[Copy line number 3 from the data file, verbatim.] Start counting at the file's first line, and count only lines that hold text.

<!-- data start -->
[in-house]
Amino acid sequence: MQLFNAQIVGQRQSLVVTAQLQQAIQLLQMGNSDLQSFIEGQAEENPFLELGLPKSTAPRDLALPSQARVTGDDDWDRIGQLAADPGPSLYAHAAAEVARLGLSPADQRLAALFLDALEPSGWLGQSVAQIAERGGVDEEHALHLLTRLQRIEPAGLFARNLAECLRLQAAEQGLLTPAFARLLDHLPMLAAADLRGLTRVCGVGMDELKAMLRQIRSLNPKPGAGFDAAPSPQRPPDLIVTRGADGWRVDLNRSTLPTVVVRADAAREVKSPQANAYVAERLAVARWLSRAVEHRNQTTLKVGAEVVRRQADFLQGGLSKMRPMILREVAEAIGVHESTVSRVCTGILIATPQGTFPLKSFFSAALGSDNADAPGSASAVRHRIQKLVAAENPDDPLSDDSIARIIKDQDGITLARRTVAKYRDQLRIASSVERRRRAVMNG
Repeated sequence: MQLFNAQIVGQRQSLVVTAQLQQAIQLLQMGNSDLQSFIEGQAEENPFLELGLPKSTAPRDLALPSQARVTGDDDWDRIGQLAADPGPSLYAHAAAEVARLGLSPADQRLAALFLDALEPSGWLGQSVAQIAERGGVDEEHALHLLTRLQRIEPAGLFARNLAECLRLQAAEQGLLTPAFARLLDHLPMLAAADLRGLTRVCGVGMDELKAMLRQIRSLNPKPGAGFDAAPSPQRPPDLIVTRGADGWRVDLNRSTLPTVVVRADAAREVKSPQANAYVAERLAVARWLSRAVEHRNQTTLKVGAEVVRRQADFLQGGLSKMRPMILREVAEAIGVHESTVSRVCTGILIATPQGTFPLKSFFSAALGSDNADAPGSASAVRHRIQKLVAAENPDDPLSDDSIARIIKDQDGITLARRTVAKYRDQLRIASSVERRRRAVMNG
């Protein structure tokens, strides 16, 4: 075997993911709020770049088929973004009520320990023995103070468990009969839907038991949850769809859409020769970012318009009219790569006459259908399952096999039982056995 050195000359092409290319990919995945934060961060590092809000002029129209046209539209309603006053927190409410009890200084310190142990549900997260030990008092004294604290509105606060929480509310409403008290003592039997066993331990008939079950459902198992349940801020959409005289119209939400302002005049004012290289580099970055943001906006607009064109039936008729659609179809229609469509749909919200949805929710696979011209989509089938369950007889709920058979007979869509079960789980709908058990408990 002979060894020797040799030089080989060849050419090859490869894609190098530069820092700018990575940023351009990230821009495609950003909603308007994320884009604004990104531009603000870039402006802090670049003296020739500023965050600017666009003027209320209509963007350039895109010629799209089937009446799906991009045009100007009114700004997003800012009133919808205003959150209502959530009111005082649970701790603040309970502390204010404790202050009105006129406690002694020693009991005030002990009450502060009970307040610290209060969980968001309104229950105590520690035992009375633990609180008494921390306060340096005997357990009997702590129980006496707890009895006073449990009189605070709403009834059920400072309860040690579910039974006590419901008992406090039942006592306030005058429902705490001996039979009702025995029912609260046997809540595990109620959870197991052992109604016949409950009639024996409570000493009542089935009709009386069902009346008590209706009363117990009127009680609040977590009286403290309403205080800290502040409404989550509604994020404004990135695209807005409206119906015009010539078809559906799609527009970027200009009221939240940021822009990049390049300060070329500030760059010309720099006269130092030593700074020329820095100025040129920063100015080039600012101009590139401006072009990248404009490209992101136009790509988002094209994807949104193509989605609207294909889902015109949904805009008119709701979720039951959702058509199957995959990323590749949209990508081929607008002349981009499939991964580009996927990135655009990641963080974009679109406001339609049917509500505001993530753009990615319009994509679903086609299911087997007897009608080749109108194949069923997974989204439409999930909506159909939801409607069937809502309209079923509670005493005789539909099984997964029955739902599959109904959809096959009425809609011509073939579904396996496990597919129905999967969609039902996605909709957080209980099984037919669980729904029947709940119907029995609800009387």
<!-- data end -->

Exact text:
Repeated sequence: MQLFNAQIVGQRQSLVVTAQLQQAIQLLQMGNSDLQSFIEGQAEENPFLELGLPKSTAPRDLALPSQARVTGDDDWDRIGQLAADPGPSLYAHAAAEVARLGLSPADQRLAALFLDALEPSGWLGQSVAQIAERGGVDEEHALHLLTRLQRIEPAGLFARNLAECLRLQAAEQGLLTPAFARLLDHLPMLAAADLRGLTRVCGVGMDELKAMLRQIRSLNPKPGAGFDAAPSPQRPPDLIVTRGADGWRVDLNRSTLPTVVVRADAAREVKSPQANAYVAERLAVARWLSRAVEHRNQTTLKVGAEVVRRQADFLQGGLSKMRPMILREVAEAIGVHESTVSRVCTGILIATPQGTFPLKSFFSAALGSDNADAPGSASAVRHRIQKLVAAENPDDPLSDDSIARIIKDQDGITLARRTVAKYRDQLRIASSVERRRRAVMNG